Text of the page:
Much attention has rightly been devoted to recent orders by Governor Paul LePage to remove murals and the names of figures such as FDR Secretary of Labor Frances Perkins (the first woman to hold that position) from the Maine Department of Labor office. These represent nothing short of an attack on working-class culture and people’s historical memories, as well as just how extensive the right’s assaults on workers and their rights have become. Yet legislative efforts in Maine and around the nation extend even beyond these attacks, and now include broad efforts to roll back protections for another group of workers–children–whose history of exploitation in the US is well established, and the images of which were ironically removed from the Maine labor murals.
LD 1346 suggests several significant changes to Maine’s child labor law, most notably a 180-day period during which workers under age 20 would earn $5.25 an hour.
The state’s current minimum wage is $7.50 an hour.
Rep. David Burns, R-Whiting, is sponsoring the bill, which also would eliminate the maximum number of hours a minor over 16 can work during school days.
Burns’ bill is particularly insidious, because it directly encourages employers to hire children or teenagers instead of adult workers. Because workers under 20 could be paid less than adults under this GOP proposal, minimum wage workers throughout Maine would likely receive a pink slip as their twentieth birthday present so that their boss could replace them with someone younger and cheaper.
And Burns is just one of many prominent Republicans who believe that America’s robust protections against the exploitation of children are wrongheaded:
- Maine State Sen. Debra Plowman (R) introduced a separate bill that would extend the number of hours employers can require a minor to work. Maine Gov. Paul LePage (R) backs this proposal.
- Sen. Mike Lee (R-UT) delivered a lengthy lecture where he claimed that federal child labor laws violate the Constitution. His Republican colleagues in the Senate rewarded him with a seat on the Senate Judiciary Committee — the committee with jurisdiction over constitutional questions.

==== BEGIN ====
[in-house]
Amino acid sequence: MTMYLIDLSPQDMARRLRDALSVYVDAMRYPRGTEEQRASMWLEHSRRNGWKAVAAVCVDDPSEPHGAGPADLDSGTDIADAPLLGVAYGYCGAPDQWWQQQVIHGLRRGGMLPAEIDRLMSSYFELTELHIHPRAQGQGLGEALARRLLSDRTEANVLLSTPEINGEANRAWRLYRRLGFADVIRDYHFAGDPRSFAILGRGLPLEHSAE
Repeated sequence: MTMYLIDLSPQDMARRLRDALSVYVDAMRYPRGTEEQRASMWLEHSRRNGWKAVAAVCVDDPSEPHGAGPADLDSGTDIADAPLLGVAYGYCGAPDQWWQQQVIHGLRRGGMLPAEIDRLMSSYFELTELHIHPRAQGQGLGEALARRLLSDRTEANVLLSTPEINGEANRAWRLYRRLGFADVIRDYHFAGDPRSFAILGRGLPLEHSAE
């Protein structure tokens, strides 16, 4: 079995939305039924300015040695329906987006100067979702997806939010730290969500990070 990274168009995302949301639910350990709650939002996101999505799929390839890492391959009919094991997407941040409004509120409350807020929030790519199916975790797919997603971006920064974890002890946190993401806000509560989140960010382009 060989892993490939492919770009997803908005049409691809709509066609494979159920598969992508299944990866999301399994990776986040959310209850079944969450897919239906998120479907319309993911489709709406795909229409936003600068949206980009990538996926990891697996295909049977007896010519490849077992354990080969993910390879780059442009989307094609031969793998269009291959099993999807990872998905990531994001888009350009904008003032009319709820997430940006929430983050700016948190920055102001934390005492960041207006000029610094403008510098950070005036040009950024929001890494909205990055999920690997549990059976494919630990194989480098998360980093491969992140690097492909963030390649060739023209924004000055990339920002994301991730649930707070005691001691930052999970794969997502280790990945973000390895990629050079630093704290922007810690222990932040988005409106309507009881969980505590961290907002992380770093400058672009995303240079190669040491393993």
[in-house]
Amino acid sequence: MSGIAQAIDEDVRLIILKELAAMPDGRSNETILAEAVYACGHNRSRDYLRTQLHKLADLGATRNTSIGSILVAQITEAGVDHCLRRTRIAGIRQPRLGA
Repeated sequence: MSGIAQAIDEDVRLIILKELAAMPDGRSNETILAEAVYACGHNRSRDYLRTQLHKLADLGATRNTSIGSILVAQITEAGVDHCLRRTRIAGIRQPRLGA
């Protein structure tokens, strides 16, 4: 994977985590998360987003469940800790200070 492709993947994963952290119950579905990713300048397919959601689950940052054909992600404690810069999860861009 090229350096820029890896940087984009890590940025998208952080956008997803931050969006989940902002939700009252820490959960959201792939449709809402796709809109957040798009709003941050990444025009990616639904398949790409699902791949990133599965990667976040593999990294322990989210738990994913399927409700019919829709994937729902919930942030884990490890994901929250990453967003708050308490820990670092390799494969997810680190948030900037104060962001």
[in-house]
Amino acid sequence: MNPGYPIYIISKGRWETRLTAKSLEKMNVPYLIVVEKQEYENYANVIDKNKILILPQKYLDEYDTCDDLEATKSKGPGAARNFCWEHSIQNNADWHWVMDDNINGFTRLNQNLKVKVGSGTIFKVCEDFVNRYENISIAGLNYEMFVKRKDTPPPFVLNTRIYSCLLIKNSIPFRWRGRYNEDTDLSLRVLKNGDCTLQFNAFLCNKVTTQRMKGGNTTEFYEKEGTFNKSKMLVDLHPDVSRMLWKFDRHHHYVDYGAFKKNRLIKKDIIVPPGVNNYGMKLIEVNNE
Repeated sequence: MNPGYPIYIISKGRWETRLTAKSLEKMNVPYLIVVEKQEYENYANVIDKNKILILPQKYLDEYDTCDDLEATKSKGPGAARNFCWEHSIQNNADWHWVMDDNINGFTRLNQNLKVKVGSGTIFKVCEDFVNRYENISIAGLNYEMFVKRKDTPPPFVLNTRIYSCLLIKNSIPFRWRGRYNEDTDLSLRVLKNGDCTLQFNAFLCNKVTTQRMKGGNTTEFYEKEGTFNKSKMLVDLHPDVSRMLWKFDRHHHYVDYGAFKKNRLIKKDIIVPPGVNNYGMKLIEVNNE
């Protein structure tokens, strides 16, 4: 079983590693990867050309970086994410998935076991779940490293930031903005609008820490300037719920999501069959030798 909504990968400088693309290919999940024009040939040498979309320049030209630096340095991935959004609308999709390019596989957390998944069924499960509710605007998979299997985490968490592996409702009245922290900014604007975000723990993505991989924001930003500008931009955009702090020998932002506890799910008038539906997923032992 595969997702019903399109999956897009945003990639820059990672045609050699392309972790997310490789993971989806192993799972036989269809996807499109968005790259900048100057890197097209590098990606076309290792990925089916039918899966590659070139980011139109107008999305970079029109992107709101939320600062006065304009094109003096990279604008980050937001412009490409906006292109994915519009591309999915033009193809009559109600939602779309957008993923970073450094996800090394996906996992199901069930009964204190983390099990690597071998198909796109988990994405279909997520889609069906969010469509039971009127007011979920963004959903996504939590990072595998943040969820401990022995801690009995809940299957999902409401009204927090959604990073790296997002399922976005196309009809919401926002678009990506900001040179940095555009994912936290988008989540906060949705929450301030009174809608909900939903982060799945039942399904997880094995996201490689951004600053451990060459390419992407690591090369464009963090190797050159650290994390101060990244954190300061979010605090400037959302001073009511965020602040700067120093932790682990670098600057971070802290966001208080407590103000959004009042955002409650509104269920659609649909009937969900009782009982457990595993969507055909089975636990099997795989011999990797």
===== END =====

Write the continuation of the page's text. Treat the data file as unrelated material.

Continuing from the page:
- Missouri State Sen. Jane Cunningham (R) introduced a bill which would “eliminate the prohibition on employment of children under age fourteen. Restrictions on the number of hours and restrictions on when a child may work during the day are also removed.”
- Virginia Attorney General Ken Cuccinelli’s (R) most recent brief attacking the Affordable Care Act relies heavily on a discredited Supreme Court decision striking down a federal child labor law that was overruled decades ago.
- Judges Roger Vinson and Henry Hudson, the two outlier judges who struck down the ACA, also relied heavily on this discredited anti-child labor decision in their decisions.
Republicans’ contempt for workers is hardly news. GOP governors throughout the country have declared war on collective bargaining, and the national minimum wage remained stagnant for nearly a decade the last time Republicans controlled Congress. Nevertheless, the GOP’s increasingly widespread assaults on child labor laws is a significant escalation from their longstanding war on adult workers.
There are no bounds to the shame of this. If anyone disagrees, please ask yourself whether or not you wish your children to work longer hours, in tougher conditions, for less than the minimum wage, and at an earlier age. Such bills would literally turn back child labor and aspects of labor law back a century.